Carr can't really in all seriousness be compared to Sellers' goose of a character Bakshi. The Foreign Minister has a formidable intellect and knows his world politics. It just so happens that he is also a little prone to the occasional misspeak.

In the grand scheme of things all of Carr's public fumbles to date are forgivable. And he appears to be ably getting on with the job. But Bishop has sneakily planted a seed of doubt in the minds of some Australians by linking Carr with the ridiculous Sellers' character.

Not that Bishop is gaffe-free. She has had a few birdie num num moments of her own that she would no doubt like to forget - and would like everyone else to forget too.

In 2010 she outright accused Australia's security agencies of engaging in passport forgery. That came as a result of the government, led then by Kevin Rudd, expelling an Israeli diplomat after fake Australian passports were used to help in the murder of a top Hamas arms dealer in Dubai.

Bishop was accused at the time of breaching trust after talking about the incident the way she did following a briefing from ASIO and the Australian Federal Police.

And let's not forget that in 2008 Bishop was embroiled in two plagiarism scandals within a month.

But moving on and today we find a shadow foreign minister who appears across her portfolio.

Shadow foreign minister is one of the hardest gigs in Parliament because the shadow is not privy to anywhere near the information the minister gets from around the world.

The opposition is briefed on the things that matter, but the government is briefed every day from its diplomatic missions and the army of public servants in the Department of Foreign Affairs and Trade.

Despite this more than justifiable imbalance (the government is the government after all), the shadow minister is still expected to be able to provide coherent and informed comment on global affairs and how they relate to Australia.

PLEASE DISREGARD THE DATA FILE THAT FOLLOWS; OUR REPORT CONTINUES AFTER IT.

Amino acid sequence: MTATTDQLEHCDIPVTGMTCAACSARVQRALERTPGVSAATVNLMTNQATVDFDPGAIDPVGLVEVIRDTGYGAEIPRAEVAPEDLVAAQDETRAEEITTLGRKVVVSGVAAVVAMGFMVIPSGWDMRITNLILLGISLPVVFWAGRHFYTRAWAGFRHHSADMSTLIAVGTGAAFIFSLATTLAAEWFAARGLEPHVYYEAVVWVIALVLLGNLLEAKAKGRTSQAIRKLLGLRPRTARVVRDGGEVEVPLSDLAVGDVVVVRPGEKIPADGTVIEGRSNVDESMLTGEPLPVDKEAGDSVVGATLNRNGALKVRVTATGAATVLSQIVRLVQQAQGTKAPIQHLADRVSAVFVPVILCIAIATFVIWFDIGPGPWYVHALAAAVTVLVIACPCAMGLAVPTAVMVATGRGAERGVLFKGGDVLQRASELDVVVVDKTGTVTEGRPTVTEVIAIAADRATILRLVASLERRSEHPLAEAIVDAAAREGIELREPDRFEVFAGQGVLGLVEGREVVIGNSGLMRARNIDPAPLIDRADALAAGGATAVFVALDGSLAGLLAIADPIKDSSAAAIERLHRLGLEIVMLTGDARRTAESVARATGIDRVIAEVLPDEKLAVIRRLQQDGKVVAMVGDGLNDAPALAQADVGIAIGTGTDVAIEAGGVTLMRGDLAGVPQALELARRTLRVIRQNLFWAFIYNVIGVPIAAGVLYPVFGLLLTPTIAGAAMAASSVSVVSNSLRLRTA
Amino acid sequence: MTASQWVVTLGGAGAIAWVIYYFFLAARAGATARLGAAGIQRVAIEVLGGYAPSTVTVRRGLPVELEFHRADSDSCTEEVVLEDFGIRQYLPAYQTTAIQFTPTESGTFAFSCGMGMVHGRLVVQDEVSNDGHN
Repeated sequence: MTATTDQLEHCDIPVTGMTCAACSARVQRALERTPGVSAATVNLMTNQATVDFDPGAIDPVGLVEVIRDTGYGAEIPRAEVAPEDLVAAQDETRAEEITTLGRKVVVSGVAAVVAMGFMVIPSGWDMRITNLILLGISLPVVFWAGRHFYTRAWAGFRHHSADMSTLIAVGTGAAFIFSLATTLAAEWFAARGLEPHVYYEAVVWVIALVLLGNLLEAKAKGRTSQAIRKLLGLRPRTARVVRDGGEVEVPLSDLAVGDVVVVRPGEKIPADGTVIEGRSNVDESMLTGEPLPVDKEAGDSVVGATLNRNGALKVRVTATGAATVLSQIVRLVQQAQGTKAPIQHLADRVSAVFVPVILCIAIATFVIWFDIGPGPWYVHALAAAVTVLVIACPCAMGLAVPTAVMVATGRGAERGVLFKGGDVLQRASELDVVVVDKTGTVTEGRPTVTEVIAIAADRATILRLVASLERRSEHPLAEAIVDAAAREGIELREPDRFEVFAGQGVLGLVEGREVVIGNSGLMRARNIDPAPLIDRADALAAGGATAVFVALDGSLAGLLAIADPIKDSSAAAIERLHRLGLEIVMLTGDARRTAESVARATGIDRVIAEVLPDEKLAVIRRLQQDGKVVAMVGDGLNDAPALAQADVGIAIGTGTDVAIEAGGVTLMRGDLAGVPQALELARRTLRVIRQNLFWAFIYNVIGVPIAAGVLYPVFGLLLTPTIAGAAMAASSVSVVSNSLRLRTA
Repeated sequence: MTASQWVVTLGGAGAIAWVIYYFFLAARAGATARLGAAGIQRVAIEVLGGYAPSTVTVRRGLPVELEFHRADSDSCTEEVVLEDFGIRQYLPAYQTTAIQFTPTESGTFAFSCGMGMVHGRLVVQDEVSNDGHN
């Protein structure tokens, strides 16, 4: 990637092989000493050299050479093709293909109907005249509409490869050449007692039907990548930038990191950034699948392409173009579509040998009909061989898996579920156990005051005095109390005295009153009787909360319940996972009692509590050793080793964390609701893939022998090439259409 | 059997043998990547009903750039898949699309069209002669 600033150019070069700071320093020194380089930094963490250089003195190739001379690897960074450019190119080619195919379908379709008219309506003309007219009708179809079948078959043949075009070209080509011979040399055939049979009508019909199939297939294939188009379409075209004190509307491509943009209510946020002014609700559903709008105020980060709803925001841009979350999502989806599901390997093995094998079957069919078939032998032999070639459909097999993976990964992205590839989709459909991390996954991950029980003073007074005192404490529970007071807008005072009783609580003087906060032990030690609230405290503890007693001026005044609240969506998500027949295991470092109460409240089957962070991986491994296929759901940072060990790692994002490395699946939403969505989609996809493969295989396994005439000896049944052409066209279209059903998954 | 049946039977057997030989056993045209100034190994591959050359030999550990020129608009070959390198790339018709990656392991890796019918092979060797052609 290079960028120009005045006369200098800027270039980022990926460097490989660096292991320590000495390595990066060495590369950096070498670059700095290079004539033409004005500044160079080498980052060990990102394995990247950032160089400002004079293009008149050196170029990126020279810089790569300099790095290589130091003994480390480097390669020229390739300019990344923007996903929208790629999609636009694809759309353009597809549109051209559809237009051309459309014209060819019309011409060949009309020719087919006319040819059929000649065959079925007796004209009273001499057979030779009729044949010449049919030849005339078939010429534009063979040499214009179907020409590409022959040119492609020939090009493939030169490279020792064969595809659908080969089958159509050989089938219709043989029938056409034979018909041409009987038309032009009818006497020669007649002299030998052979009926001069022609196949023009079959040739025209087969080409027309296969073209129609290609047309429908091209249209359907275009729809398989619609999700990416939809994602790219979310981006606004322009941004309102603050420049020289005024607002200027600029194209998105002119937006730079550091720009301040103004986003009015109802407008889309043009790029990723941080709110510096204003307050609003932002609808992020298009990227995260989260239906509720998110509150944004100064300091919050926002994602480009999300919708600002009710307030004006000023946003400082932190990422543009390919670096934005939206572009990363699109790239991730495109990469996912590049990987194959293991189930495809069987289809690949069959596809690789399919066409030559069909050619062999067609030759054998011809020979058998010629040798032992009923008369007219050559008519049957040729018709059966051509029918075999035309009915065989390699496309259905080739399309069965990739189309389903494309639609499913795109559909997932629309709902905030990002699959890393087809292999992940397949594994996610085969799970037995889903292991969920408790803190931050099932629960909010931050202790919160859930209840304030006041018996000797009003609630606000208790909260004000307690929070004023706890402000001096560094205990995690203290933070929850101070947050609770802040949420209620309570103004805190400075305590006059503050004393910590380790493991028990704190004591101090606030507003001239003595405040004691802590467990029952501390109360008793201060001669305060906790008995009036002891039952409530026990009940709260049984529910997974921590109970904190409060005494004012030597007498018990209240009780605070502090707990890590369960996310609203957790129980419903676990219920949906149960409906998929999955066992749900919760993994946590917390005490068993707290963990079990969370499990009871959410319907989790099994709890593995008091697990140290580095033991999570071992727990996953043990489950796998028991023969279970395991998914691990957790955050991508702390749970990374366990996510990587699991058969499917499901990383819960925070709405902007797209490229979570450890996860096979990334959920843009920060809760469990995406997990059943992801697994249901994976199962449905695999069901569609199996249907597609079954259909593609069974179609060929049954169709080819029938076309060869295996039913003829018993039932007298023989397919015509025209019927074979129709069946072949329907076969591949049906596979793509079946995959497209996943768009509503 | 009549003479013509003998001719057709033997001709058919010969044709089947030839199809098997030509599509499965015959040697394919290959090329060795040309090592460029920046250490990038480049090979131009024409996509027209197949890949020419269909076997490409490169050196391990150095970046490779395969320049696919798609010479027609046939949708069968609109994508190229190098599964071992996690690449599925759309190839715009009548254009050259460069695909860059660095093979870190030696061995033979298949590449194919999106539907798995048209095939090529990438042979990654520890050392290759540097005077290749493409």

Bishop appeared very much on trainer wheels when she first got the job in 2009, but she has morphed into a competent global watcher. Busy on the speaking circuit to universities, diplomatic and business gatherings, Bishop is delivering well-crafted and informed speeches on foreign policy. Carr's speeches are outstanding, mostly because he can inject so much context from his own experiences and his vast grasp of history.

In parliament, Bishop is the feisty, take-no-prisoners champion for the Coalition. She can't go head-to-head with Carr because he's in the Senate, so Bishop never hesitates to tackle Prime Minister Julia Gillard head on during question time. Bishop more often than not comes off second best in those contests, but the theatre of it all is riveting.

It must be said that Australia has, in its recent history at least, been served well by its foreign ministers of both political persuasions. Peter Sellers aside, diplomacy so far remains in safe hands under the guidance of Carr.

Bishop may or may not become foreign minister if Tony Abbott wins government for the Coalition next year. Indications are that if she does, she will continue in the competent manner of her predecessors.

But while Bishop has had a political win this week holding Carr up to a little bit of ridicule, she would be wise not to keep the reference to The Party alive. She shouldn't forget that the movie has a cult following, its central character played by Sellers is a hero to many the world over. And like all movie heroes he won the day and drove off with the girl.

Chris Johnson is Chief Political Correspondent